Wednesday, June 3, 2009

Truphone Brings its Mobile VoIP Application to the iPod Touch



Launched earlier on Apple iPhone, the Truphone mobile VoIP application is an all-in-one product architecture that puts voice and instant messaging (IM) in one place leveraging VoIP technology.

It offers an integrated messaging tool that unifies all IM (instant messaging) communities in a single place. It enables users to make free calls when in Wi-Fi to other Truphone users as well as Skype andGoogle ( News - Alert) Talk users. In addition, Truphone users can send free Instant Messages when in Wi-Fi to different IM services as well.

With the help of Truphone mobile VoIP application, users can call landlines and mobiles anywhere at cheap rates, thereby making considerable savings. The application also shows call rates before initiating a call. It even displays recent call history and also enables users to change calling tariffs within the application itself. Customers/users can top-up from within the application, without the need for web windows to open separately, said the company.

Truphone said that the new upgrade, version 3.0, available on iPod Touch features a new architecture that provides increased ease of use, speed of function response, intuitiveness, enhanced instant messaging and account management experience, simplified management, improved voice quality, as well as performance boost. Read More
Truphone Brings its Mobile VoIP Application to the iPod Touch

Can pure-play mobile VoIP succeed?

Two recent announcements regarding pure-play mobile VoIP offerings from TCM Mobile and xG Technologies caught my eye, and I decided to talk to the companies to find out about their plans to make these technologies commercially viable.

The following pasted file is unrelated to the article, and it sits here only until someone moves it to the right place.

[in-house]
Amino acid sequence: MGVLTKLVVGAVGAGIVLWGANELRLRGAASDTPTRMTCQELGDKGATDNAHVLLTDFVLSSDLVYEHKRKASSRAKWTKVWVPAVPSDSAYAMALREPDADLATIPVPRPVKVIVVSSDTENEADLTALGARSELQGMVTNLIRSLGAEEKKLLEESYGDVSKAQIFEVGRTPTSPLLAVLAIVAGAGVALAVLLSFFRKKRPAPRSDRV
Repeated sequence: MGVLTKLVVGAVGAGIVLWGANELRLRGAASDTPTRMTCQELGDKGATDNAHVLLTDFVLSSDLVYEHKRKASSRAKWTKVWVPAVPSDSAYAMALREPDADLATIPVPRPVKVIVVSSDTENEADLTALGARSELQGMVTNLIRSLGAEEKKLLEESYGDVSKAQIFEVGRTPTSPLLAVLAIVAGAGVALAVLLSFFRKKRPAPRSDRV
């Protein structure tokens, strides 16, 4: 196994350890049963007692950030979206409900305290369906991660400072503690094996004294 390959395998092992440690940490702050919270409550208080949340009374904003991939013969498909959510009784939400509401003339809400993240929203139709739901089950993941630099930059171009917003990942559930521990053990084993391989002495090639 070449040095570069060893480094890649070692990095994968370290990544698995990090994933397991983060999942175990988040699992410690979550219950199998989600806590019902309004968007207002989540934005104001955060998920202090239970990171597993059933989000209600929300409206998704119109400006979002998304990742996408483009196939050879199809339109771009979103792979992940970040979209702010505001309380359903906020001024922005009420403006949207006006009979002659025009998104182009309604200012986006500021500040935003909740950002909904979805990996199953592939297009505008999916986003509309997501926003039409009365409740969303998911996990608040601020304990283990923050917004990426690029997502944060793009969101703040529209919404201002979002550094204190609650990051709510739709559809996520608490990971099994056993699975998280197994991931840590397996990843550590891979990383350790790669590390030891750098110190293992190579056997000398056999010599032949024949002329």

TCM Mobile launched a mobile VoIP test network in Syracuse, N.Y., after more than four years of development. TCM plans to operate in the unlicensed 2.4 GHz spectrum band to avoid the costs of buying spectrum, as Verizon, AT&T and others have done. The company, founded by a group of Israeli engineers and scientists, said it cracked interference, roaming and connectivity problems in development and built all components of the network, from handsets to base stations, in-house. It plans to operate the mobile voice network over an IP backbone to reduce costs further.

But, as Carl Weinshenk at IT Business Edge points out, despite innovative technology, TCM will face tough competition making its solution work in the market.

Weinshenk writes, “The problem facing TCM, no matter what the elegance of their technology and efficiency of their execution, is that they are in a competitive space in which many powerful players already have made significant investments and chosen their dance partners.”

TCM President Haim Yashar told me the company does not have consumer plans or a business model yet, and that TCM is “a tech company at the end of the day.” Given the competition Weinshenk aptly notes, TCM has its work cut out for it to achieve any sort of market penetration. Read More Can pure-play mobile VoIP succeed?